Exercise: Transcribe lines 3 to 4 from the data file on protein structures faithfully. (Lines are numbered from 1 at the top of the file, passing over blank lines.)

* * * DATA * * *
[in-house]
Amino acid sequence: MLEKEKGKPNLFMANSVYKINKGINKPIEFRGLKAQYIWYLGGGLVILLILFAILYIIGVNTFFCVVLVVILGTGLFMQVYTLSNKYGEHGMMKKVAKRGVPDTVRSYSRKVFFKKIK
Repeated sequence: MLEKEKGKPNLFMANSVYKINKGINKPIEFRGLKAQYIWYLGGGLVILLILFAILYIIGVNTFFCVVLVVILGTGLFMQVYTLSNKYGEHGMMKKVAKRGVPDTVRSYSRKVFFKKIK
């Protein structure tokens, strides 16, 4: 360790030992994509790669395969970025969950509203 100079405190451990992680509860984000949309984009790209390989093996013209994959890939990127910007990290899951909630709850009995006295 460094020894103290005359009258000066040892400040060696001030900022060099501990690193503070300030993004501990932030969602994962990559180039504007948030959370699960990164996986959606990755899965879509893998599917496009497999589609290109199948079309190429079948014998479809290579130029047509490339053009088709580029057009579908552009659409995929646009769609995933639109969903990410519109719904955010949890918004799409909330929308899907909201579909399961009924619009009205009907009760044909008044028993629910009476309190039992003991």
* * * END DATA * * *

Repeated sequence: MLEKEKGKPNLFMANSVYKINKGINKPIEFRGLKAQYIWYLGGGLVILLILFAILYIIGVNTFFCVVLVVILGTGLFMQVYTLSNKYGEHGMMKKVAKRGVPDTVRSYSRKVFFKKIK
């Protein structure tokens, strides 16, 4: 360790030992994509790669395969970025969950509203 100079405190451990992680509860984000949309984009790209390989093996013209994959890939990127910007990290899951909630709850009995006295 460094020894103290005359009258000066040892400040060696001030900022060099501990690193503070300030993004501990932030969602994962990559180039504007948030959370699960990164996986959606990755899965879509893998599917496009497999589609290109199948079309190429079948014998479809290579130029047509490339053009088709580029057009579908552009659409995929646009769609995933639109969903990410519109719904955010949890918004799409909330929308899907909201579909399961009924619009009205009907009760044909008044028993629910009476309190039992003991």